• Pilot tested the Australian canSCREEN® cervical cancer screening registry in Kenya.
  • Developed the protocol for the assessment of a web-based social media group that provides educational and psychosocial support for patients, survivors, and those affected by cervical cancer in Zambia.
  • Worked in collaboration with the University of New Mexico on informing the WHO Cervical Cancer Screening and Treatment Guideline Implementation Recommendations. 

WHO Global Breast Cancer Initiative (GBCI)

  • Participated in the initial consultations and provided expert guidance to the initiative and continue to participate in the technical working group overseeing this work.
  • Working together to advance the operationalization, implementation, and tracking of GBCI progress, while strengthening and facilitating policies and data systems that cover important targets for breast cancer early detection and management, aligned with GBCI pillars and key performance indicators.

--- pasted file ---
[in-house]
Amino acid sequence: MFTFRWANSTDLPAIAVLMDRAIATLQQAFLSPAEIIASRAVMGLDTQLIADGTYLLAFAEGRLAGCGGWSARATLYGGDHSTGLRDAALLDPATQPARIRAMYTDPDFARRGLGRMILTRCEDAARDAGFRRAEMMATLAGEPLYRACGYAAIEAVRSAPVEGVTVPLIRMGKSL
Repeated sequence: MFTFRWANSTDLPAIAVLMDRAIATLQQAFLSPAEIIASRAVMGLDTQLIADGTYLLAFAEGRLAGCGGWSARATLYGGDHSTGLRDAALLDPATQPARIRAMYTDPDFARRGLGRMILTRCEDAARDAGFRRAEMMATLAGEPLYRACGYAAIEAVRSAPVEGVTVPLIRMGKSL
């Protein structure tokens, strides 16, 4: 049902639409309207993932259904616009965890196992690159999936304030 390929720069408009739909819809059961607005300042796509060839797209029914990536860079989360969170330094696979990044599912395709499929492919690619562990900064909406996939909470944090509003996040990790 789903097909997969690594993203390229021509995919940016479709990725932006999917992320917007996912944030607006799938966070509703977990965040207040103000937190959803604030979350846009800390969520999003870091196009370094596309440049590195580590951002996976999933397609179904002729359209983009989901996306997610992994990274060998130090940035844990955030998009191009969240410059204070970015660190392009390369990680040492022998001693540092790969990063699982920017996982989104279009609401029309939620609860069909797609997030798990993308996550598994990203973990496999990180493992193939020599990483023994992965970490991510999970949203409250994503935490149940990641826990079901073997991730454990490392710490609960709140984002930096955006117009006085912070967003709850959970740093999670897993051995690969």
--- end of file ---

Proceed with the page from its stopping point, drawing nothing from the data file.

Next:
WHO Global Initiative for Childhood Cancer

  • Working together with St. Jude Children’s Research Hospital, which is home to the first and only WHO Collaborating Center for Childhood Cancer, to integrate cancer in children, adolescents, and young adults as an essential component of national cancer control plans.
  • NCCP iCAYA (National Cancer Control Planning - Integrating Children, Adolescents and Young Adults) was launched in 2023 to bring together teams engaged in childhood cancer control implementation within Ministries of Health to exchange knowledge and explore how to integrate the WHO Global Initiative for Childhood Cancer CureAll pillars and enablers at the country level (2).

Engaging Early Career Scientists in Global Cancer Research